Nowadays sports headlines outing athletes for doping are no longer a rarity. The use of banned substances in sport is a well-publicised issue and one that has plagued elite sports since the Ancient Greeks tried all manner of herbs, hallucinogens and opiates to gain an edge over their competitors1. But it's not just elite athletes that should tread with caution.
The first decisions arising from Drug Free Sport New Zealand's (DFSNZ) investigation into purchases of banned drugs from the website Clenbuterol NZ serve as a timely reminder for people involved in sports at all levels of the dangers associated with buying supplements online.
DFSNZ has identified approximately 100 athletes across a range of sporting codes that have purchased prohibited substances during 2014 and 2015 from the website which was being operated out of Christchurch.
Clenbuterol NZ was investigated by Medsafe and its operator, Josh Townshend, was jailed for two years in September after pleading guilty to 129 charges under the Medicines Act 1981 relating to the advertisement, possession and supply of prescription medicines. Clenbuterol NZ sold a variety of banned substances including anabolic agents and hormone and metabolic modulators, including clenbuterol, which is widely renowned to assist with fat burning.
DFSNZ has worked closely with Medsafe to analyse the website data to find evidence to bring anti-doping proceedings. To date, a handful of athletes that purchased substances from NZ Clenbuterol have come before the Sports Tribunal and the New Zealand Rugby Judicial Committee and a handful of decisions have already been released, involving a number of male and female athletes aged under 30 and competing from club to representative level in rugby, cricket and ice hockey. In each of those cases, two-year bans have been imposed. DFSNZ has indicated that the majority of the 100 athletes it has identified are involved in sport below elite and representative level.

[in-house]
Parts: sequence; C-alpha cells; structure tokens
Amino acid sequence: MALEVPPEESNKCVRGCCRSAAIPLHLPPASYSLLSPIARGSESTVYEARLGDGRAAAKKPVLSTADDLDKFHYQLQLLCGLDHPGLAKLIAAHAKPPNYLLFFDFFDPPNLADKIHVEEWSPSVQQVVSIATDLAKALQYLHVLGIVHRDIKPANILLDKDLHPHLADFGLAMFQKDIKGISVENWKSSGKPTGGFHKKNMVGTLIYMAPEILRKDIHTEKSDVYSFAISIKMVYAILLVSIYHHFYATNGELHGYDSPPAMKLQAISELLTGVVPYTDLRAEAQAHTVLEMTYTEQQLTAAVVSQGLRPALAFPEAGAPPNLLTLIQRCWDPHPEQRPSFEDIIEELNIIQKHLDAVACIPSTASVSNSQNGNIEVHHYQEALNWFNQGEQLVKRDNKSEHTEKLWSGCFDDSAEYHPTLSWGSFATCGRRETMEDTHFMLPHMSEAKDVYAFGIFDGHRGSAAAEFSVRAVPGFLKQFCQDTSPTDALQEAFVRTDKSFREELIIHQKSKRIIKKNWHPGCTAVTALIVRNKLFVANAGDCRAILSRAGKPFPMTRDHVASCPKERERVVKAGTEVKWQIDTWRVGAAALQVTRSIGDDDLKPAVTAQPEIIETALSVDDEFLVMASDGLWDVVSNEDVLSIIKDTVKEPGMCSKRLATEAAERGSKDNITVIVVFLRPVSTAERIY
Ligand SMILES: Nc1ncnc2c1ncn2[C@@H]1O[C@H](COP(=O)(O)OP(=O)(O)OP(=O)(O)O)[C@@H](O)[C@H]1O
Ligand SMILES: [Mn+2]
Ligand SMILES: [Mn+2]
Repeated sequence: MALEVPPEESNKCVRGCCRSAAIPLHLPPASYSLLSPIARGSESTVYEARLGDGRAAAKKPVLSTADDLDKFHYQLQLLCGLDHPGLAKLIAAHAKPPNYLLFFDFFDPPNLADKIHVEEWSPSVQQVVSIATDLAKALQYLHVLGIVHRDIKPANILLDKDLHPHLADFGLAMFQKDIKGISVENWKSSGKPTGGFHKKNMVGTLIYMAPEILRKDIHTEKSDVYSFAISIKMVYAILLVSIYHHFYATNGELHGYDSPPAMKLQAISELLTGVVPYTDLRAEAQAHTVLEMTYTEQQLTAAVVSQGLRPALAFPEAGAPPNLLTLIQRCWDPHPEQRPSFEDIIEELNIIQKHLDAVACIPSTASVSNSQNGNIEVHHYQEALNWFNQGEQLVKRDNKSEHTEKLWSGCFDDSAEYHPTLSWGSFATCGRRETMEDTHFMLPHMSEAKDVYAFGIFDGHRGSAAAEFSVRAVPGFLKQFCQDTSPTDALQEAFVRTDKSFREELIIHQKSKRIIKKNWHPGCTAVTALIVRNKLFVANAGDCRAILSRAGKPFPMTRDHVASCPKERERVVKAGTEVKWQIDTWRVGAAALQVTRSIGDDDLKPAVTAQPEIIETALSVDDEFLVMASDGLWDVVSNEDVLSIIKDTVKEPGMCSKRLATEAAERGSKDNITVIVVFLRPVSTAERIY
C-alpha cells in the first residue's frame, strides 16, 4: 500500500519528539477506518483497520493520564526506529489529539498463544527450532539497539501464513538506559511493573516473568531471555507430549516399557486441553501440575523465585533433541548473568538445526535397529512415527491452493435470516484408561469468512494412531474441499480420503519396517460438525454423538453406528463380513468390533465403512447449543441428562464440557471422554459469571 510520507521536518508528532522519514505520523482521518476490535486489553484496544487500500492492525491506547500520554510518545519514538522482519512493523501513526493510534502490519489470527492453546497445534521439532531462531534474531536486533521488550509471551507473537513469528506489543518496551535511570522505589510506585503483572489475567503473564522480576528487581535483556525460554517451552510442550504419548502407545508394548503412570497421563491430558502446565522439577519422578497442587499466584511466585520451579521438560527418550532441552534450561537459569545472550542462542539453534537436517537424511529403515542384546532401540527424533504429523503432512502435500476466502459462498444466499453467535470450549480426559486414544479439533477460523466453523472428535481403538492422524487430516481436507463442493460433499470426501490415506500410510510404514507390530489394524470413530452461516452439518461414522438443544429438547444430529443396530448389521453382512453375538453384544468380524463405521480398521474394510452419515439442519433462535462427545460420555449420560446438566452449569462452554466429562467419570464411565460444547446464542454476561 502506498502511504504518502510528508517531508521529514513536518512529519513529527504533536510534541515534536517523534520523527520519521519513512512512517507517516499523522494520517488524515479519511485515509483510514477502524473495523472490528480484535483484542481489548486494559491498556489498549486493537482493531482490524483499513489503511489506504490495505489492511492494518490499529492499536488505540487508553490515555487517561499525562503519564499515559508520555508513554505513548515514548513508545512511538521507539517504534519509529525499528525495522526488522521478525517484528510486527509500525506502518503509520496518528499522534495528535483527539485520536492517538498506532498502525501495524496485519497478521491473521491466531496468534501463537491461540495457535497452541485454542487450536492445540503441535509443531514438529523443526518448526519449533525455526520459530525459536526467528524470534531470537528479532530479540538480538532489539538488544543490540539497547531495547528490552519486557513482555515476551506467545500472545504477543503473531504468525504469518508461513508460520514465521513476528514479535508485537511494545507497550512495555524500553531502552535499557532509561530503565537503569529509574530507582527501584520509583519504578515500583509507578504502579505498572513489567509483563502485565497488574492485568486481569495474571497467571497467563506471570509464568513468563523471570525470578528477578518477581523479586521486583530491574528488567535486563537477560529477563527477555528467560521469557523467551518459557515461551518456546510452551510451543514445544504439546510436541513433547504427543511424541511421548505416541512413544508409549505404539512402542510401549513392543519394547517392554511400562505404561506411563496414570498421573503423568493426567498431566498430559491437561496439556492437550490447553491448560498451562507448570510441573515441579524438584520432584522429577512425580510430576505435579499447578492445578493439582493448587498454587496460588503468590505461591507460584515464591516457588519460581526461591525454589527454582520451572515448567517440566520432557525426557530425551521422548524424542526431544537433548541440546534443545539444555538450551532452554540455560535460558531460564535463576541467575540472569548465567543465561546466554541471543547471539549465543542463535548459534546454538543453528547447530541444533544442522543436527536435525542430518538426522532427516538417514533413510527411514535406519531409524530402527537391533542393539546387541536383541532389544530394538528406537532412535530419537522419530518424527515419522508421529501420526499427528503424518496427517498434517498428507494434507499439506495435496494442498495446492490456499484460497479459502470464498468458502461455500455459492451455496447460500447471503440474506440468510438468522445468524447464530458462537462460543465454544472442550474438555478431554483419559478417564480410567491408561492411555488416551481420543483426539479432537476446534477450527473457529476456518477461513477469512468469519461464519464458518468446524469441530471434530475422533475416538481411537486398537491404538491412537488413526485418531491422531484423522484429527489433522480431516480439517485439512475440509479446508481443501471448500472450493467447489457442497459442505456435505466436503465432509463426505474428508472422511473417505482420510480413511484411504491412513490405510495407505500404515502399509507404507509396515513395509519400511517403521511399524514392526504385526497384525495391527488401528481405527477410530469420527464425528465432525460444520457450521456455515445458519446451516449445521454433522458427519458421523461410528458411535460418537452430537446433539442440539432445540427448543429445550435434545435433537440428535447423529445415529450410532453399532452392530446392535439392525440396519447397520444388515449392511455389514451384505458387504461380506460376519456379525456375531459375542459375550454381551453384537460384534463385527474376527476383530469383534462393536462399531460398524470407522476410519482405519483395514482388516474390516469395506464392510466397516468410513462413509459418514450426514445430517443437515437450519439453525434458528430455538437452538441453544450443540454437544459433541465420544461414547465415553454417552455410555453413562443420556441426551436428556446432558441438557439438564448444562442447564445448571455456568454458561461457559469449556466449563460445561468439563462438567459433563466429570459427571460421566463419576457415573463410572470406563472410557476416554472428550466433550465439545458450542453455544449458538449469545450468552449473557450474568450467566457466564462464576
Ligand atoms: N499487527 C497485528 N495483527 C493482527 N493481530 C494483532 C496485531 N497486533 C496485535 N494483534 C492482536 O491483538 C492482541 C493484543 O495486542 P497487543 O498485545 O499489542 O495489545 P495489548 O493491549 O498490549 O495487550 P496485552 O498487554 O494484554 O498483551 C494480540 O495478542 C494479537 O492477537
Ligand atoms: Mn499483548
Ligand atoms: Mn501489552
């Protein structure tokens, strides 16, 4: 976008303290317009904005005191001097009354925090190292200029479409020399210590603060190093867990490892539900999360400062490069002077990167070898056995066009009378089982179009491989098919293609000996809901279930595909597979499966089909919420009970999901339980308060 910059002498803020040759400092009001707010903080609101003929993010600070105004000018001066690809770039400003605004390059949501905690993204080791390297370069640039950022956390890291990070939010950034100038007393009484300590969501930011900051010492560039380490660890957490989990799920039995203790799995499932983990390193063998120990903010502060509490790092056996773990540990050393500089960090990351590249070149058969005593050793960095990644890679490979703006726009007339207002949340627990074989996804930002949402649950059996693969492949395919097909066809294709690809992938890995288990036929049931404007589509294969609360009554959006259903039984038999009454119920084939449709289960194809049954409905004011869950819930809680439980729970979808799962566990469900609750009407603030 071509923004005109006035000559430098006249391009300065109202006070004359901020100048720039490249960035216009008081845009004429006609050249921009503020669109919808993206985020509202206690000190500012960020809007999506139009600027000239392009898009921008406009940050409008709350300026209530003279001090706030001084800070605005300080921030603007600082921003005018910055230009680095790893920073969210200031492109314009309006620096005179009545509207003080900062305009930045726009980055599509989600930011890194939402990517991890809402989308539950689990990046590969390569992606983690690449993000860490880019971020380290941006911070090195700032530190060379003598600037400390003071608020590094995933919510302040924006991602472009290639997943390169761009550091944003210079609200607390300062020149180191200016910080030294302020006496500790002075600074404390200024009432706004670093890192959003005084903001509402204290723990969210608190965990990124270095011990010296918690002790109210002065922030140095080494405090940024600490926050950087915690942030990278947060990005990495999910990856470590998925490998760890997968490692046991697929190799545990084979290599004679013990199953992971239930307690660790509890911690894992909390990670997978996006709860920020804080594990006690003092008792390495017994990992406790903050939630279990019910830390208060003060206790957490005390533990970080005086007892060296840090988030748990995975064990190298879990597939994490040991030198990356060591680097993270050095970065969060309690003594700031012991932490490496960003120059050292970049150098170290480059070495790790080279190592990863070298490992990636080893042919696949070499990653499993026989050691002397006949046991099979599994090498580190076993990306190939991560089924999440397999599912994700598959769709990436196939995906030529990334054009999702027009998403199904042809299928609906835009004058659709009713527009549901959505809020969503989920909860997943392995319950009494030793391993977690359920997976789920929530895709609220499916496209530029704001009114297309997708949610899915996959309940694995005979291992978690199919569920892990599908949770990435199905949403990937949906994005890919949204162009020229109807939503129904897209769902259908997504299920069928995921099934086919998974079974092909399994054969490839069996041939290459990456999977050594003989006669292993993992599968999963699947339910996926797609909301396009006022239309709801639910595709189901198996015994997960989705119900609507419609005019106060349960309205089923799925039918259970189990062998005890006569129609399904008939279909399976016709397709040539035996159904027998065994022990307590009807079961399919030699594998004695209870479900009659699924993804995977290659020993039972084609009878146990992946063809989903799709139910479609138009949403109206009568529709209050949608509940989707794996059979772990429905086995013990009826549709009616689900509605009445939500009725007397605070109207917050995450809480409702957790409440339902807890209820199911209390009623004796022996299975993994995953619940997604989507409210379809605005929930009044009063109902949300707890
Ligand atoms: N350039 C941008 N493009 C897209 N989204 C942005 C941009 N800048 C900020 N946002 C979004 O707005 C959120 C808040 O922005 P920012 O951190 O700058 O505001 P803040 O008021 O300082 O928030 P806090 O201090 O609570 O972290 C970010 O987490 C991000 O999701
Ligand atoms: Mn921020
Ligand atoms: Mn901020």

Athletes found in possession of banned substances, in addition to facing anti-doping proceedings from DFSNZ, also risk committing offences under the Medicines Act if the substance is a prescription-only medicine. However, in relation to the Clenbuterol NZ investigation, it is likely that the prosecution deadline has passed.
Where an athlete is found guilty of an anti-doping offence in relation to the possession or use of a prohibited substance, the starting point is that the athlete will be banned for four years from competing in all sports, not just the sport in which the athlete was competing at the time. However, there is scope for the sanction to be reduced to two years if the athlete can establish that his or her conduct was not "intentional", if the athlete can establish that they did not know, or did not know that there was a substantial risk, that their conduct constituted an anti-doping rule violation.
The Rules also provide scope for sanctions to be reduced where the athlete can establish "no significant fault or negligence" on their part, or where the athlete has made prompt admissions or provided substantial assistance to DFSNZ with an investigation.
It is important to recognise that the Sports Anti-Doping Rules under which DFSNZ operates apply to every national sporting organisation (NSO) that agrees to the Rules, and every person that is a member of that NSO, or is a member of a team, club or organisation that has agreed to the application of the Rules with that NSO.
They key point for athletes to note is that, even if they are only competing below the elite level where they are not subject to drug testing, the Rules will apply to them, and the sanctions imposed will be enforced.
The internet is making it much easier to purchase these sort of substances, and it's not just elite athletes that need to be aware that simply purchasing prohibited substances, even if they are not used, will be treated as a breach of the Rules by DFSNZ. It's also worth noting that online transactions leave a lasting footprint, with anti-doping bodies able to access purchase data for years to come.
There is plenty of information out there for athletes, and it is important that athletes at all levels educate themselves on what they can and cannot use, or purchase.
An up to date copy of the World Anti-Doping Agency Prohibited List can be found on DFSNZ's website, and the website also has an online tool which allows athletes to submit queries about supplements or herbal remedies. While DFSNZ cannot guarantee any supplement, it can advise of the risks associated with some of the more common products available in New Zealand. Medsafe's website also has an online tool to check whether or not many common medicines require a prescription.
1Sally Jenkins "Winning, Cheating Have Ancient Roots," Washington Post, Aug. 3, 2007.
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